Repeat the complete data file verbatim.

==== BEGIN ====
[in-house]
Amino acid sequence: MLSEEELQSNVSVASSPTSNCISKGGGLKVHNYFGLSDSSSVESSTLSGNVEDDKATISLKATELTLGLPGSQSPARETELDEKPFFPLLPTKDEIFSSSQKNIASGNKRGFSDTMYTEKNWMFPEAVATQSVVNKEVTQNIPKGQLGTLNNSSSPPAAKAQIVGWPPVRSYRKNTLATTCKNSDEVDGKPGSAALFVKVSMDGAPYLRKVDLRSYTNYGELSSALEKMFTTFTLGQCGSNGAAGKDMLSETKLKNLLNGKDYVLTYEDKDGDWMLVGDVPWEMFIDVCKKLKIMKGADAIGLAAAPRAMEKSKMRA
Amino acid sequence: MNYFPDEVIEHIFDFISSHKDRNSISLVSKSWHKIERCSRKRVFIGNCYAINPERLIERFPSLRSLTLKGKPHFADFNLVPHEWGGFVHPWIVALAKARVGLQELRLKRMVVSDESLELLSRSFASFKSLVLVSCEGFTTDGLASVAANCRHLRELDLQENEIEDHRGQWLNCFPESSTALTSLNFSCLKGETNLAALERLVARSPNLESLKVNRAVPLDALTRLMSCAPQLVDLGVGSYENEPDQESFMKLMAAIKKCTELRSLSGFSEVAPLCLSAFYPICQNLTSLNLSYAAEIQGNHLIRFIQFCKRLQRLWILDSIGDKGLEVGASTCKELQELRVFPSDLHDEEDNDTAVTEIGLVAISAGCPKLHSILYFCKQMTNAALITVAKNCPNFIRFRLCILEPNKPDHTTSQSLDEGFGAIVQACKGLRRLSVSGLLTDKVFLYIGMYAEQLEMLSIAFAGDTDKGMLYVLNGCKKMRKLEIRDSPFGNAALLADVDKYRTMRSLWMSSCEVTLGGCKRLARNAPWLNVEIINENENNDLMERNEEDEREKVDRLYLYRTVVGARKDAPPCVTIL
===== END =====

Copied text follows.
[in-house]
Amino acid sequence: MLSEEELQSNVSVASSPTSNCISKGGGLKVHNYFGLSDSSSVESSTLSGNVEDDKATISLKATELTLGLPGSQSPARETELDEKPFFPLLPTKDEIFSSSQKNIASGNKRGFSDTMYTEKNWMFPEAVATQSVVNKEVTQNIPKGQLGTLNNSSSPPAAKAQIVGWPPVRSYRKNTLATTCKNSDEVDGKPGSAALFVKVSMDGAPYLRKVDLRSYTNYGELSSALEKMFTTFTLGQCGSNGAAGKDMLSETKLKNLLNGKDYVLTYEDKDGDWMLVGDVPWEMFIDVCKKLKIMKGADAIGLAAAPRAMEKSKMRA
Amino acid sequence: MNYFPDEVIEHIFDFISSHKDRNSISLVSKSWHKIERCSRKRVFIGNCYAINPERLIERFPSLRSLTLKGKPHFADFNLVPHEWGGFVHPWIVALAKARVGLQELRLKRMVVSDESLELLSRSFASFKSLVLVSCEGFTTDGLASVAANCRHLRELDLQENEIEDHRGQWLNCFPESSTALTSLNFSCLKGETNLAALERLVARSPNLESLKVNRAVPLDALTRLMSCAPQLVDLGVGSYENEPDQESFMKLMAAIKKCTELRSLSGFSEVAPLCLSAFYPICQNLTSLNLSYAAEIQGNHLIRFIQFCKRLQRLWILDSIGDKGLEVGASTCKELQELRVFPSDLHDEEDNDTAVTEIGLVAISAGCPKLHSILYFCKQMTNAALITVAKNCPNFIRFRLCILEPNKPDHTTSQSLDEGFGAIVQACKGLRRLSVSGLLTDKVFLYIGMYAEQLEMLSIAFAGDTDKGMLYVLNGCKKMRKLEIRDSPFGNAALLADVDKYRTMRSLWMSSCEVTLGGCKRLARNAPWLNVEIINENENNDLMERNEEDEREKVDRLYLYRTVVGARKDAPPCVTIL